Print

Print


Another idea.....maybe a junco. 



On May 11, 2016, at 10:54 PM, Scott Sainsbury <[log in to unmask]> wrote:

Hi,
The three most common “trillers” I think of are the Chipping Sparrow (which as Miriam says is the most “mechanical sounding), the Swamp Sparrow, and the Pine Warbler.  
They habituate different environs as their names suggest, so what it’s like where you were, and where in the landscape the bird was (I’m not familiar with the park) could help determine which of those (if any) you heard.  
Hope that helps
Scott
Moretown
.



> On May 11, 2016, at 9:54 PM, Carol R Heffer <[log in to unmask]> wrote:
> 
> Maybe that is it.  Sounds similar though the call went on for a much longer time than any of the recorded calls I heard. But thank you.  A colleague also suggested the chipping sparrow.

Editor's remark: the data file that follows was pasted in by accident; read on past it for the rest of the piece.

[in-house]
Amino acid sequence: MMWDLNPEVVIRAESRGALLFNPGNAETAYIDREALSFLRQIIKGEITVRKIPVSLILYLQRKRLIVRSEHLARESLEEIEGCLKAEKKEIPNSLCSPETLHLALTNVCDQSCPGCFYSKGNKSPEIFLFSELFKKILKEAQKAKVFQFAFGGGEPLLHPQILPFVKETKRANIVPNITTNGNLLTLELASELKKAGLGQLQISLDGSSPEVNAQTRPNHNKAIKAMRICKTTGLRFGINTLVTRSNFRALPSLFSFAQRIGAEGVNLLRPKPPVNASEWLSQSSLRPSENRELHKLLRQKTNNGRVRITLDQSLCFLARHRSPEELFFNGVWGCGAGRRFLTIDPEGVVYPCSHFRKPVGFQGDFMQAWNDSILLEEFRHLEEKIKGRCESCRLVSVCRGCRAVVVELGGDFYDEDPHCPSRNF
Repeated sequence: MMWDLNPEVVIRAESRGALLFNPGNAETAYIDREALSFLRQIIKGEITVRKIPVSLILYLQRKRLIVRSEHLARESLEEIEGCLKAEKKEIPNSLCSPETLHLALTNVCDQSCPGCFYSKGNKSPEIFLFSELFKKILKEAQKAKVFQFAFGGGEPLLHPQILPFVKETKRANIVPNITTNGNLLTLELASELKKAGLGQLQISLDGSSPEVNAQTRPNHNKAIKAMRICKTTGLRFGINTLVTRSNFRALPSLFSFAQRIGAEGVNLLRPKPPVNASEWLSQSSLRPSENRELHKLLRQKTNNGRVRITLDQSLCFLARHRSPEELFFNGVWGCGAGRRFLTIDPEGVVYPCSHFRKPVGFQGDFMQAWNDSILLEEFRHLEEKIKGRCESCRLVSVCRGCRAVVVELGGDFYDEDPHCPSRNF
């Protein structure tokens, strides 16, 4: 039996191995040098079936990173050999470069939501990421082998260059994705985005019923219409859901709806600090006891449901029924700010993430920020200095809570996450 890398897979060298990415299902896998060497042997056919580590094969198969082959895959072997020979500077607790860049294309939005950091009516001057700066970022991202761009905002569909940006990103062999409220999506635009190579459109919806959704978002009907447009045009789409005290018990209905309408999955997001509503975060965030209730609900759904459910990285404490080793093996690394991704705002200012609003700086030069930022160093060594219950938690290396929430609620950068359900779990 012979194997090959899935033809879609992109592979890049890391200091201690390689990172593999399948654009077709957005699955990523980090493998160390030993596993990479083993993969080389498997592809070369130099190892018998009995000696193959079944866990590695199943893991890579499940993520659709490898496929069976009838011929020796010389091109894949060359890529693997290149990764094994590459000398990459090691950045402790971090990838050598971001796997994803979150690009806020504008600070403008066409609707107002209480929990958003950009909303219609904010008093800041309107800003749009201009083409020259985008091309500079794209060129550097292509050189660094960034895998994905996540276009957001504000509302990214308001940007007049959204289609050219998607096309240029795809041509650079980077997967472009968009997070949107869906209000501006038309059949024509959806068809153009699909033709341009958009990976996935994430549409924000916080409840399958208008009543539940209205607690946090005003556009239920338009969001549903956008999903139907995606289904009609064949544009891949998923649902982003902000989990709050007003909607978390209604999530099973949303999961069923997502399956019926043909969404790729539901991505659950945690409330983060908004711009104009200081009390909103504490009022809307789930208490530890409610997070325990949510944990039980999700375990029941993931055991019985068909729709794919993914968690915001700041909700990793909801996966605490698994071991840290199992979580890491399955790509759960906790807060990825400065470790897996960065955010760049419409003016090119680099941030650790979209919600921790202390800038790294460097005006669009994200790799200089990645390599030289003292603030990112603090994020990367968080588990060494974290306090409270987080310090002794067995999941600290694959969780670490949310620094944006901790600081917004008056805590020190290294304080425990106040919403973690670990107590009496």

> Thanks again,
> Carol
> 
> Sent from my iPad
> 
>> On May 11, 2016, at 10:35 AM, Miriam Lawrence <[log in to unmask]> wrote:
>> 
>> Carol, hard to tell from your description, but Chipping Sparrows have a
>> very steady, long, almost mechanical trill, and I find sometimes it sounds
>> a bit robotic/metallic. Could that have been it?
>> 
>> -Miriam Lawrence
>> 
>>> On Wed, May 11, 2016 at 9:12 AM, Carol R Heffer <[log in to unmask]> wrote:
>>> 
>>> I was walking in Symanski Park Monday morning and heard a sound I at first
>>> thought was a small machine. I realized it was a bird trilling. It was
>>> joined by a second at a lower pitch. It went on for a long time. I tried to
>>> find it on my Merlin app, to no avail.  Anyone know what it might be?
>>> 
>>> Carol
>>> 
>>> Sent from my iPad
>> 
>> 
>> 
>> -- 
>> Miriam Lawrence
>> [log in to unmask]
>> (c) 802-238-1830
>